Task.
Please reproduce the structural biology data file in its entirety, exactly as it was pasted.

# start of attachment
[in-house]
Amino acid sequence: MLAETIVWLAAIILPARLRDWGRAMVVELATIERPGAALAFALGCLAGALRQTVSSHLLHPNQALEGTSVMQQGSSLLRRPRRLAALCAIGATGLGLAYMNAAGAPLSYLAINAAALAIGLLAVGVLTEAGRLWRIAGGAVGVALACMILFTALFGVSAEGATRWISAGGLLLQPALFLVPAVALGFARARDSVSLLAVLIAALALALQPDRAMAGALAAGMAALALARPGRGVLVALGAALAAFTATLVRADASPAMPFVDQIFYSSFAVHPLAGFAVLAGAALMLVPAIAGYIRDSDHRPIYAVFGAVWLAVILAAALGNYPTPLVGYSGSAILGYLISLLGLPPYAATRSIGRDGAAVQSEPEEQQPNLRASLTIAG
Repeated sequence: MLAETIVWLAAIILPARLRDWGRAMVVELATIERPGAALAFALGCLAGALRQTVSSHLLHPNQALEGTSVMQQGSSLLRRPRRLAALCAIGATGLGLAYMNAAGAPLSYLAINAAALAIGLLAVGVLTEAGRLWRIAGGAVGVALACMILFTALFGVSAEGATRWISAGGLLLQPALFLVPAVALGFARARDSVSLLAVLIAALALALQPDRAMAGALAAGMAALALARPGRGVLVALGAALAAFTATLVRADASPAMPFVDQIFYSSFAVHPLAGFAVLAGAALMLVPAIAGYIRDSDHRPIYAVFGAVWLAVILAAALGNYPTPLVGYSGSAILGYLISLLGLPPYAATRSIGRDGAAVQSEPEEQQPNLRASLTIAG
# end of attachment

[in-house]
Amino acid sequence: MLAETIVWLAAIILPARLRDWGRAMVVELATIERPGAALAFALGCLAGALRQTVSSHLLHPNQALEGTSVMQQGSSLLRRPRRLAALCAIGATGLGLAYMNAAGAPLSYLAINAAALAIGLLAVGVLTEAGRLWRIAGGAVGVALACMILFTALFGVSAEGATRWISAGGLLLQPALFLVPAVALGFARARDSVSLLAVLIAALALALQPDRAMAGALAAGMAALALARPGRGVLVALGAALAAFTATLVRADASPAMPFVDQIFYSSFAVHPLAGFAVLAGAALMLVPAIAGYIRDSDHRPIYAVFGAVWLAVILAAALGNYPTPLVGYSGSAILGYLISLLGLPPYAATRSIGRDGAAVQSEPEEQQPNLRASLTIAG
Repeated sequence: MLAETIVWLAAIILPARLRDWGRAMVVELATIERPGAALAFALGCLAGALRQTVSSHLLHPNQALEGTSVMQQGSSLLRRPRRLAALCAIGATGLGLAYMNAAGAPLSYLAINAAALAIGLLAVGVLTEAGRLWRIAGGAVGVALACMILFTALFGVSAEGATRWISAGGLLLQPALFLVPAVALGFARARDSVSLLAVLIAALALALQPDRAMAGALAAGMAALALARPGRGVLVALGAALAAFTATLVRADASPAMPFVDQIFYSSFAVHPLAGFAVLAGAALMLVPAIAGYIRDSDHRPIYAVFGAVWLAVILAAALGNYPTPLVGYSGSAILGYLISLLGLPPYAATRSIGRDGAAVQSEPEEQQPNLRASLTIAG